Lay close together on a lightly greased baking sheet and bake at 210C for 8-10 minutes until tops are golden. You may need to rotate halfway through to ensure an even rise.

Daring Bakers... Audax Artifex was our January 2012 Daring Bakers’ host. Aud worked tirelessly to master light and fluffy scones (a/k/a biscuits) to help us create delicious and perfect batches in our own kitchens!


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Pumpkin scones

I keep my promises…

…and as promised here is my pumpkin scone recipe to share with you all. It's late at night and my bed is calling but I was determined to post this recipe on Halloween itself- and I made it with 5 minutes to spare!

I took the entire batch of scones to work today to share with my colleagues as an afternoon snack. Everyone had a taste and there were many ‘noises’ of approval around the room. Maybe they were just being nice… well, why not find out for yourself! 

I’ll save you the guess work- they were very yummy indeed! Warming and delicately spicy just the way you would imagine a thick cut wedge of moist ochre coloured tea bread.

If autumn were a food she would definitely be a pumpkin scone!

We ate the scones warmed from the oven split open and spread with butter and drizzled with a little syrup (well, they did and I had a dollop of soy yoghurt). They are perfectly moist and moreish all on their on but a topping always finishes it off nicely- nut butter could also work well!

I have to admit I feel as though I somewhat cheated a little. I had planned on buying a pumpkin and preparing the puree from scratch, but all the ones I saw in the shops were huge pumpkins ready to be carved. Then I remembered I had a bottle of pure organic pumpkin puree already tucked away in my baking box. Teamed up with some pumpkin seeds sprinkled across the top and you have your perfect recipe for all year round. I imagine the pumpkin could just as easily be substituted for squash or even sweet potato!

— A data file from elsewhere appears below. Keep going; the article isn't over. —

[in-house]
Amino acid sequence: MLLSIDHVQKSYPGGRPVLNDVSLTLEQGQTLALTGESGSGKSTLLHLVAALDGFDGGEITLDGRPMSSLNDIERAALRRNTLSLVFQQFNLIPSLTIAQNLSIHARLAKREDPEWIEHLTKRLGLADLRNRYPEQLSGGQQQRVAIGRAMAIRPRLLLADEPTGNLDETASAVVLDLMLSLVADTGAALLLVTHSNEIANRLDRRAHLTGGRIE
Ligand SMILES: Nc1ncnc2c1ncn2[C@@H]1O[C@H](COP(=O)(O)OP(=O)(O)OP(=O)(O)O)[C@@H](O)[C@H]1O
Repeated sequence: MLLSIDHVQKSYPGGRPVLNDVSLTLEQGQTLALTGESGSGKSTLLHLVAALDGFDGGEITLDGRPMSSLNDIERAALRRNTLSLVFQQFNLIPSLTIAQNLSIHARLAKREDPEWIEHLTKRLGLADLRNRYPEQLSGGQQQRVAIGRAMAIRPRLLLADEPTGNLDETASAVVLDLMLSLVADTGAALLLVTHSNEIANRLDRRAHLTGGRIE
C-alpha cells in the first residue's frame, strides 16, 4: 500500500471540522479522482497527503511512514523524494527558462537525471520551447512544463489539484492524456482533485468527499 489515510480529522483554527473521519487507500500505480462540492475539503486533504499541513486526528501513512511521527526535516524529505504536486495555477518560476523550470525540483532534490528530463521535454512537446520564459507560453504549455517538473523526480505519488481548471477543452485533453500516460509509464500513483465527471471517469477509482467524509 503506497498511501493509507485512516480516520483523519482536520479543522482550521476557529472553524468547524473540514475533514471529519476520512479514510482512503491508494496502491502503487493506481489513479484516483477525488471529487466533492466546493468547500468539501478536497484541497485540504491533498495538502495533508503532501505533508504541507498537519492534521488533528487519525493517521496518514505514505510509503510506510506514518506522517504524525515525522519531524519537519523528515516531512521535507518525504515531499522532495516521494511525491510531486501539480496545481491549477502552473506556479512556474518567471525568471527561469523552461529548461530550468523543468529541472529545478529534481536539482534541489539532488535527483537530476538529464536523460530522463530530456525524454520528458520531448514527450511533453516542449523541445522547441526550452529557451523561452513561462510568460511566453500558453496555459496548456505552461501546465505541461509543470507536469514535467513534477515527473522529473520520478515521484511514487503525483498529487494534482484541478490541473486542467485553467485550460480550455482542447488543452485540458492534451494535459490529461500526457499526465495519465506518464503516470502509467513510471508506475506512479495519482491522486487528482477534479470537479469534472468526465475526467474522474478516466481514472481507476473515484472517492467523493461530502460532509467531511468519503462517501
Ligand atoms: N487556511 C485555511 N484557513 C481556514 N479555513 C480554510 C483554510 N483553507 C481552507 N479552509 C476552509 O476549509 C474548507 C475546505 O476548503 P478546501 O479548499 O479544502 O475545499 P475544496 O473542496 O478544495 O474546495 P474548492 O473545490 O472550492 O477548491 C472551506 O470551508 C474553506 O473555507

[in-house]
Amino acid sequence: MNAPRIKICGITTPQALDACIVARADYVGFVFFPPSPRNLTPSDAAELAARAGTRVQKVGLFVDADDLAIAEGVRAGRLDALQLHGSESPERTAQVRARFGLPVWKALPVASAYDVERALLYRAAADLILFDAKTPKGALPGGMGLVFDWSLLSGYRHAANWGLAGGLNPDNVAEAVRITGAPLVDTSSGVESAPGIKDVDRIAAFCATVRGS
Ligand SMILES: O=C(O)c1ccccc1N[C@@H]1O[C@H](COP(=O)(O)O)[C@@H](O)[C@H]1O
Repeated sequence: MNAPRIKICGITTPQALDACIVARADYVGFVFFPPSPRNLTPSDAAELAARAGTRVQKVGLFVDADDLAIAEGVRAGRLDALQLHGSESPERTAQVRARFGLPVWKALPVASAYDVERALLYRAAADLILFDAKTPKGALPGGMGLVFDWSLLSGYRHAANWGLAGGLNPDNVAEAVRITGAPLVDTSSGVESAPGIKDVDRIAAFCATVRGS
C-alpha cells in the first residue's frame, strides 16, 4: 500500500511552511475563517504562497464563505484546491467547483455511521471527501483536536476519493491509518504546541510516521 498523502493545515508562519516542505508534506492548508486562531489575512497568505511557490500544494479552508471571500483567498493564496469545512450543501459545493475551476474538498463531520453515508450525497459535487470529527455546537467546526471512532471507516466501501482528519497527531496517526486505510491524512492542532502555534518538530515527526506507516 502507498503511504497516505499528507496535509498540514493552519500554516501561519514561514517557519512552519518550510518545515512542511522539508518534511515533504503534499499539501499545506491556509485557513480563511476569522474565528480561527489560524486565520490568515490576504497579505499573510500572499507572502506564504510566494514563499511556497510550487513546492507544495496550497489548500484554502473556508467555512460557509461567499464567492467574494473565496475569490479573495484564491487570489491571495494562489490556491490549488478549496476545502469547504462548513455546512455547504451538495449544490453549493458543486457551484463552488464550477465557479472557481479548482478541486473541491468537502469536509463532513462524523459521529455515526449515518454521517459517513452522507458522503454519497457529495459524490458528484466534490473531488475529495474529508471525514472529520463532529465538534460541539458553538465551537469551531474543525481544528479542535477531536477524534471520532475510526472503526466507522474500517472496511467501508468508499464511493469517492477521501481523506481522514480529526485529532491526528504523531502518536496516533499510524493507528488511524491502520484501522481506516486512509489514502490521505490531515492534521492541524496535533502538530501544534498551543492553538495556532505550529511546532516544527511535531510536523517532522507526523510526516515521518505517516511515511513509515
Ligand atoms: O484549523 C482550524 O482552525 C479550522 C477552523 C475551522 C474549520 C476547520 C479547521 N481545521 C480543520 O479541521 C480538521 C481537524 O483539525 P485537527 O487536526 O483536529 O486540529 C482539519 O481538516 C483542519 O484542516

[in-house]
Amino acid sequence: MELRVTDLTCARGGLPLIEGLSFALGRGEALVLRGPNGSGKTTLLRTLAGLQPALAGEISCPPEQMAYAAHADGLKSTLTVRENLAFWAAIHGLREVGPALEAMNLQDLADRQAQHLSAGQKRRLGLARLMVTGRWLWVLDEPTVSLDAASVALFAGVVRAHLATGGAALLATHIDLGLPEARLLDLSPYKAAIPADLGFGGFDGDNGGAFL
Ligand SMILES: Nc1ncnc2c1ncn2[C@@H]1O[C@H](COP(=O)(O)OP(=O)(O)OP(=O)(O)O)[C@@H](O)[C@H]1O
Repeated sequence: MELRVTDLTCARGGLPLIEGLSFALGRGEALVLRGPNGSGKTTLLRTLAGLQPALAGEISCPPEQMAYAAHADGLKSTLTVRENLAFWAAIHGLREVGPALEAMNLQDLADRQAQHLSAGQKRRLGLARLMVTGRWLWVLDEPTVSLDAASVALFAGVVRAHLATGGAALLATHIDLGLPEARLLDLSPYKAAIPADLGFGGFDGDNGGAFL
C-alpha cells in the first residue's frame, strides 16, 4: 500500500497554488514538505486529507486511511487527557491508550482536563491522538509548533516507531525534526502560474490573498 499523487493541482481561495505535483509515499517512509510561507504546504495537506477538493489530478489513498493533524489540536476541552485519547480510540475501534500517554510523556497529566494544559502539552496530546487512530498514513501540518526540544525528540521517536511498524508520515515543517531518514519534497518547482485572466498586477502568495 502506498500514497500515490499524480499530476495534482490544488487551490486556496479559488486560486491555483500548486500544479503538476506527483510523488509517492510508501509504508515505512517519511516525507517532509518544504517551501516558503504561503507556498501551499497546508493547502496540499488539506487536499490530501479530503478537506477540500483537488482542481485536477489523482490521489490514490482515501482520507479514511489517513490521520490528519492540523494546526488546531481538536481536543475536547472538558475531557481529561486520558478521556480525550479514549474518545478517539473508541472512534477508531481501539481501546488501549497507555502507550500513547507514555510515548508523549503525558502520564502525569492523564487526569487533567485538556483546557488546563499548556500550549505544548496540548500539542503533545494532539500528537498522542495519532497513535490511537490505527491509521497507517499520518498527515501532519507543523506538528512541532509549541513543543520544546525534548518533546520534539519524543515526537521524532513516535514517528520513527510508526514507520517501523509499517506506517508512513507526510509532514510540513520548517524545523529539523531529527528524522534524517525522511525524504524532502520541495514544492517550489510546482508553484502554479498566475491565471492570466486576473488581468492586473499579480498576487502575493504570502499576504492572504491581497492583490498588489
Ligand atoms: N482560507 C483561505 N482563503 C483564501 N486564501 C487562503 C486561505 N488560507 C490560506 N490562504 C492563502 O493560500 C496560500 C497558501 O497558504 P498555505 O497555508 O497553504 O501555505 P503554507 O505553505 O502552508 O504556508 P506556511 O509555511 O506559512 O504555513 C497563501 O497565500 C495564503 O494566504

Recipe: pumpkin scones

Makes approx. 12 wedges (in a large circle)

Ingredients

  • 1/3 cup rapadura plus ¼ tsp stevia
  • 3 ½ cups mix of white and wholemeal spelt flour
  • 2 tsp baking powder
  • ½ tsp baking soda
  • 3 tsp ground ginger
  • 1 tsp cinnamon
  • Pinch of salt
  • ½ cup coconut butter
  • 2 cups pureed pumpkin
  • Handful of pumpkin seeds

Method

In a large mixing bowl, combine dry ingredients. Mix through partially melted coconut butter to achieve a crumb consistency to the mixture. Add pureed pumpkin and combine well until a dough is formed.

On a lightly floured surface, knead the dough a few times, pushing it into a large circle a (generous) inch thick. Sprinkle the top with pumpkin seeds and press lightly into surface.

Place dough onto a parchment lined baking sheet and score the dough into 12 (or 8 larger) triangular pieces. It is easiest to do this once the dough is on the baking sheets ready to go straight into the oven as it may be hard to transfer to the baking sheet once cut. Don’t worry if the dough is sticky and difficult to cut all the way through, the segments should just serves as a guide and can be cut fully once cooked.

Bake at 200C degrees for approx. 15 minutes until golden. Allow to cool slightly before slicing and serving.